A true threat is not idle or careless talk, exaggerated statements, or statements made in a joking manner. The First Amendment protection for statements that do not rise to the level of a true threat has been construed to encompass "the kind of hyperbole, rhetorical excesses, and impotent expressions of anger or frustration that in some contexts can be privileged even if they alarm the addressee." Particularly in the school setting, "some references are just sophomoric attempts at humor" that may be "'[d]istasteful and even highly offensive communication'" but do "'not necessarily fall from [f]irst [a]mendment protection as a true threat simply because of its objectionable nature.'" Haughwout v. Tordenti, 211 A.3d 1, 15 n.16 (Conn. 2019) (alterations in original) (quoting J.S. ex rel. H.S. v. Bethlehem Area Sch. Dist., 807 A.2d 847, 860 (Pa. 2002)); cf. Burge v. Colton Sch. Dist. 53, 100 F. Supp. 3d 1057, 1060, 1068-69 (D. Or. 2015) (eighth grader's Facebook post about teacher, that "'[y]a haha she needs to be shot,'" "were not 'true threats'" because they "were meant and understood by his audience as a critique of [her] teaching skills and not the serious expression of intent to harm her"); Murakowski v. Univ. of Delaware, 575 F. Supp. 2d 571, 590 (D. Del. 2008) (college student's "racist, sexist, homophobic, insensitive, degrading" posts online, which "contain[ed] graphic descriptions of violent behavior," were "sophomoric, immature, crude and highly offensive in an alleged misguided attempt at humor or parody," but were not true threats); C.G.M., II v. Juvenile Officer, 258 S.W.3d 879, 880-83 (Mo. Ct. App. 2008) (12 year-old's statements to friend that "he may get dynamite from his dad for his birthday" and asking if the friend "wanted to help him blow up the school" was not a true threat when friend did not fear that threat would be carried out, and school did not consider it a threat); J.S., 807 A.2d at 858-60 (middle school student's post on his "Teacher Sux" web page, asking "why [the teacher] should die, show[ing] a picture of [the teacher's] head severed from her body and solicit[ing] funds for a hitman," when "taken as a whole, was a sophomoric, crude, highly offensive and perhaps misguided attempt at humor or parody. However, it did not reflect a serious expression of intent to inflict harm")….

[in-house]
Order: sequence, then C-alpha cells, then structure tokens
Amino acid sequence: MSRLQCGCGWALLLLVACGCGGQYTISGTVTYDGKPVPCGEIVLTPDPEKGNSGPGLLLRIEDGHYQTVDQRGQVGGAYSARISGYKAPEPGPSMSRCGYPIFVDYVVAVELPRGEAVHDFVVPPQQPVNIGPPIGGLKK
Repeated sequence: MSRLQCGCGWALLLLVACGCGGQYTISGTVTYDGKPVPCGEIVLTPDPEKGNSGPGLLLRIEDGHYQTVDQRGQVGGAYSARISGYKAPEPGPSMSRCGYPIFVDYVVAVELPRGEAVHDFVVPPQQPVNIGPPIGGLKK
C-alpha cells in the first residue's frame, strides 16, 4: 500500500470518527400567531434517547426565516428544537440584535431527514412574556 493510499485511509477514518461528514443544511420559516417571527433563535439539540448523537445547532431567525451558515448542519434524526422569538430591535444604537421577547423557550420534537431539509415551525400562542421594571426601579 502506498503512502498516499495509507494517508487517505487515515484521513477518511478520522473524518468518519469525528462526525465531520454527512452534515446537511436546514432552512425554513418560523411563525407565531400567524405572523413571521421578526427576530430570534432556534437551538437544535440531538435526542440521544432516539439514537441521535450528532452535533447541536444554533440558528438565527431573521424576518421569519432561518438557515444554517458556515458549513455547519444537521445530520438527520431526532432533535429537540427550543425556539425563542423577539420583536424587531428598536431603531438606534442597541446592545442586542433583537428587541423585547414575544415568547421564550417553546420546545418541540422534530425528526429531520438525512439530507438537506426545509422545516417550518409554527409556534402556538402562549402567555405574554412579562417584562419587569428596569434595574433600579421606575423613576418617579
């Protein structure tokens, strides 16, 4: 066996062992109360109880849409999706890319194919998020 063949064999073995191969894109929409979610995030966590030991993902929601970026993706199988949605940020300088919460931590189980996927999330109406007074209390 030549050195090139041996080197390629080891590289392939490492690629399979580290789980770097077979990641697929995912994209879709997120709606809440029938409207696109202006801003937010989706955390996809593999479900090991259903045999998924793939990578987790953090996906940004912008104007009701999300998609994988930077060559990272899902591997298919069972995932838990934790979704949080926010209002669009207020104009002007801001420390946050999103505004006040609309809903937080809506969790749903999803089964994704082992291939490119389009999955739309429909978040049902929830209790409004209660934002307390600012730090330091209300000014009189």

We are not persuaded by the State's suggestion that school safety considerations or evidence that school officials treated J.W.'s statement as a potential threat requires a different analysis or result. Understandably and appropriately, authorities must be vigilant in responding to potential threats of violence in schools. Recalling Justice Holmes's oftcited example of unprotected speech from Schenck v. Ohio (1919), the State suggests that J.W.'s remark was the equivalent of falsely yelling fire in a crowded theater. Although we do not discount the possibility that a similar statement, made in a different school context, could very well fit that analogy, the evidence here demonstrates that the comparison is inapt. J.W.'s single oral remark, although highly inappropriate and undoubtedly ill-considered, indisputably caused no fear, panic, or immediate disruption. The school appropriately took the remark seriously, even if those who directly perceived it did not, and it was not hindered in doing so.